Capturing the secrets of the New York City subway
August 28, 2020 2:36 PM   Subscribe

Peregrine Falcons chicks waiting to be banded sit in an old gun turret on the MTA Marine Parkway-Gil Hodges Memorial Bridge

I was today years old when I found out that there's an NYC bridge with a gun turret on it.
posted by Halloween Jack at 4:47 PM on August 28, 2020 [4 favorites]

Aw! I worked with Patrick on a project for NYCT a few years ago, and he is such a wonderful person, a talented eye, and a total transit nerd. (But in fairness, it’s so easy to get sucked into transit nerdery. The NYCT/MTA staff are like 90% Nerds Who Truly Care but lack the funds to actually do what they envision, IME.)

He shared some of his catalog with me, as I needed better images than I could find in their photo library, and it was astounding to me that *so much of these images never get used,* in favor of low res, weirdly shot or cropped pictures. Or generic stock photos? Somehow??

I ended up needing a specific shotlist for certain deliverables, and he was all I’M IN, I’LL HIT THE TRACKS TODAY. I reaaaally wanted to get track training for myself, so I could go with him... and I feel like I was close? But the timing just didn’t work.

So yeah. Hard working, dedicated, nerdy, sharp, adventurous, and creative. Good dude.
posted by functionequalsform at 5:31 PM on August 28, 2020 [13 favorites]

Why is so many weird grammars in caption? The photos are nice.
posted by snofoam at 7:23 PM on August 28, 2020 [1 favorite]

"Why is so many weird grammars in caption? The photos are nice."

I think I might have an answer to that question... It may make you start to pay attention to captions in photojournalism as a whole (as it did for me when it was explained to me). A caption must capture, in very few words: who, what, when, and where. It will be in sentence form (as opposed to a comma separated list, for example). The amount of information packed into captions is somewhat mind-blowing (to me, anyways). These short sentences generally won't flow like most writing does.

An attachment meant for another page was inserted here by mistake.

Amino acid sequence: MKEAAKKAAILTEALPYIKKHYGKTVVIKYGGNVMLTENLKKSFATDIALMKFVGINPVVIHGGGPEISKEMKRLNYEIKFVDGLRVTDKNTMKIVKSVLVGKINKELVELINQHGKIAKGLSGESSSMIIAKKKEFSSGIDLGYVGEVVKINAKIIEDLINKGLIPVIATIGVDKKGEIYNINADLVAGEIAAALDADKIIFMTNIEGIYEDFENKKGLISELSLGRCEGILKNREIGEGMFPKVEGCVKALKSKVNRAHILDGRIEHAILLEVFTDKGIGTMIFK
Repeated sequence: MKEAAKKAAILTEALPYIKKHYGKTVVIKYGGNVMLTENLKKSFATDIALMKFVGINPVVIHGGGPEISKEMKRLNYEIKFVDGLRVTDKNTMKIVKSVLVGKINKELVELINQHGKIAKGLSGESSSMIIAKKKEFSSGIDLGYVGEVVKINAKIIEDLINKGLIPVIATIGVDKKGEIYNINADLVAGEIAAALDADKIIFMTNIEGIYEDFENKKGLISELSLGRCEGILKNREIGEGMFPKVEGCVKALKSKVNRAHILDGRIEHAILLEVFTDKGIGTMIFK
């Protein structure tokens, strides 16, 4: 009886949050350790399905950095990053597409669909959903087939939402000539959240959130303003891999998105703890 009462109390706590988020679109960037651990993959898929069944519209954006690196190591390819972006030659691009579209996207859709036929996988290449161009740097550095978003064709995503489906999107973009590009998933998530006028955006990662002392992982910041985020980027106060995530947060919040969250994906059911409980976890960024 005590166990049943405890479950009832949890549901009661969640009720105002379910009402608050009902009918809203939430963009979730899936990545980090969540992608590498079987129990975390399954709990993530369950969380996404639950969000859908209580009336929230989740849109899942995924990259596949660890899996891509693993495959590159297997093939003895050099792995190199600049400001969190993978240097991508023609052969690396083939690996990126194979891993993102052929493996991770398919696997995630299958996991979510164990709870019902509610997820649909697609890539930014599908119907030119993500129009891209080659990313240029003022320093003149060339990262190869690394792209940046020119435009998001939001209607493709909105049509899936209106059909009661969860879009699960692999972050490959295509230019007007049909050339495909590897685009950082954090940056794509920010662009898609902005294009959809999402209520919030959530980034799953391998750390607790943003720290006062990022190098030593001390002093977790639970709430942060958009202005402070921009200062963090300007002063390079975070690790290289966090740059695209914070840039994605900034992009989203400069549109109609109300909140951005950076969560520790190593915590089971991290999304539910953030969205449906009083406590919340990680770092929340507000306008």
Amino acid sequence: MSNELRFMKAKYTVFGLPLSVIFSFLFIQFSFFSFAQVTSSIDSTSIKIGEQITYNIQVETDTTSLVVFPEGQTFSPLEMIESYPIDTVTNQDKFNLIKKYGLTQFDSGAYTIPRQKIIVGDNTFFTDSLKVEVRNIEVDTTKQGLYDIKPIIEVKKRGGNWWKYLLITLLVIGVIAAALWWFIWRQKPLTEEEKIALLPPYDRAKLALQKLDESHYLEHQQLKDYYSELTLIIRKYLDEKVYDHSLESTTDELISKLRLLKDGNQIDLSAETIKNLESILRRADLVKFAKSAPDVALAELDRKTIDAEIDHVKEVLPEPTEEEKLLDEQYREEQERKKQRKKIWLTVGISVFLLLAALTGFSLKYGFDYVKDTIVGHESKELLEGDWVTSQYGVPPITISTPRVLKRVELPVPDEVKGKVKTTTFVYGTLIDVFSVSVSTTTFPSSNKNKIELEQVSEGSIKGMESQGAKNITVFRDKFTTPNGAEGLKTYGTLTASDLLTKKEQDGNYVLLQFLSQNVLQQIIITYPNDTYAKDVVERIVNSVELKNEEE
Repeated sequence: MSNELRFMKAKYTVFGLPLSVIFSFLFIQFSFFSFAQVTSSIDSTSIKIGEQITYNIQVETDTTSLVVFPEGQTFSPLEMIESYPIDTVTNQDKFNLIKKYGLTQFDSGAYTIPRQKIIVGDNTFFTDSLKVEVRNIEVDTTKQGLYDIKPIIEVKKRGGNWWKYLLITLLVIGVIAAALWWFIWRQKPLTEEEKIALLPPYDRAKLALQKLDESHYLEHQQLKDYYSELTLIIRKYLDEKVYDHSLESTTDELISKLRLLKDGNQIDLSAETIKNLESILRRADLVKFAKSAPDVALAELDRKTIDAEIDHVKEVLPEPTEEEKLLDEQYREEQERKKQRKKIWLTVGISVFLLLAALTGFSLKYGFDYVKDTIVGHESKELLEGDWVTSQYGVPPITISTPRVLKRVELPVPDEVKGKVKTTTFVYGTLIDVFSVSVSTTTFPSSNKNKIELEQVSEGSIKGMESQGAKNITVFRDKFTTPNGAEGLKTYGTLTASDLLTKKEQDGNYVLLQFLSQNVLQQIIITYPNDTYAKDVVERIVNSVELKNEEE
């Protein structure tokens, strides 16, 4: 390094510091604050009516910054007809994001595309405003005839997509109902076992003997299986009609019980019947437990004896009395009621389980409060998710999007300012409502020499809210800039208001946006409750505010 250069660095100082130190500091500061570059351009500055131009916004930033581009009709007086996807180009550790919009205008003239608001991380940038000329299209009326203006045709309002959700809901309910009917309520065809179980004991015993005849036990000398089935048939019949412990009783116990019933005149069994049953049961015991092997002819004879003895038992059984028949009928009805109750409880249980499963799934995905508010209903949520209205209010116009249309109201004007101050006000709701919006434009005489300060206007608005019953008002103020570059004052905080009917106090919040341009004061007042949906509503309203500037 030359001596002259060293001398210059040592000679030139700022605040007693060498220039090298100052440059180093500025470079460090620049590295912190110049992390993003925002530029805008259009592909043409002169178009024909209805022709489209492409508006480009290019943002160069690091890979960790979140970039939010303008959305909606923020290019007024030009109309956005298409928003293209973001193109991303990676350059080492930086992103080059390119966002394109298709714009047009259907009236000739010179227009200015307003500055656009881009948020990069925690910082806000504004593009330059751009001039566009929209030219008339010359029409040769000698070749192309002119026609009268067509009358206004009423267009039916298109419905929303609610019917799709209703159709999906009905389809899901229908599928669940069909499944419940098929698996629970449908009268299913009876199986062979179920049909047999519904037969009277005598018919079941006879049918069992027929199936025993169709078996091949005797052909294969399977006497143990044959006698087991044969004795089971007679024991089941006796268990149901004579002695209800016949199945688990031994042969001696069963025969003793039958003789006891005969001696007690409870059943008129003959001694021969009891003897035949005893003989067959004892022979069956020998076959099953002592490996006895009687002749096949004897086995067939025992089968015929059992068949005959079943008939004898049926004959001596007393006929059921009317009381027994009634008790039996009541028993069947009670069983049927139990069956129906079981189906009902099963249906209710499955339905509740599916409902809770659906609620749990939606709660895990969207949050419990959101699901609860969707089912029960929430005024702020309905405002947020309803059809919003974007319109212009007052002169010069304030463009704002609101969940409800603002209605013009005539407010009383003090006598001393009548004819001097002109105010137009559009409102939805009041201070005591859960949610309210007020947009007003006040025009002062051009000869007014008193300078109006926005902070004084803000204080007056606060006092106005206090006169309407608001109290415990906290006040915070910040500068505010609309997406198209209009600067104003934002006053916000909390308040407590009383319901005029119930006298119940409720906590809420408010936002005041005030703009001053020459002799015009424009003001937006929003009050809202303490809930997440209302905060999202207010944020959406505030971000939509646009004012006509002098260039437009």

"Wynton Habersham, former Chief Electrical Officer for the MTA New York City Transit subway system examines water damage in dispatcher’s office at the end of the South Ferry train station caused by Hurricane Sandy. 1/2013"

You have a who there - title, name, and the indication he doesn't hold the job anymore. You have the 'what' there ("examines water damage"). You have the 'where' (office at the end of south ferry train station). For bonus points you have a why ('caused by Hurricane Sandy'). I'd challenge you to get that much information imparted less awkwardly.

A great thing about a good caption is that the photo can be seperated from the context and still be completely understandable - no accompanying article needed, no other pictures from the (inevitable) series of photos that surround it.

Other than the terrifying heights he seems to require to do his job, this seems like an incredible job - I would say he's lucky, but he obviously has the skill to have earned his job.
posted by el io at 8:28 PM on August 28, 2020 [3 favorites]

Wow, very cool. I would not have imagined that position to take the photographer to such depths and heights but I guess it makes sense.
posted by obfuscation at 4:12 AM on August 29, 2020

this is neat. what insightful photographs. it's nice to see the employees of the subway being featured rather than the passengers. the latter get a lot more coverage - via things like 'subway creatures' on Insta' and the like. although, this does often generate a fair few giggles. I hope Cashin plans to do some other city networks.
posted by thiosux at 2:03 AM on August 31, 2020

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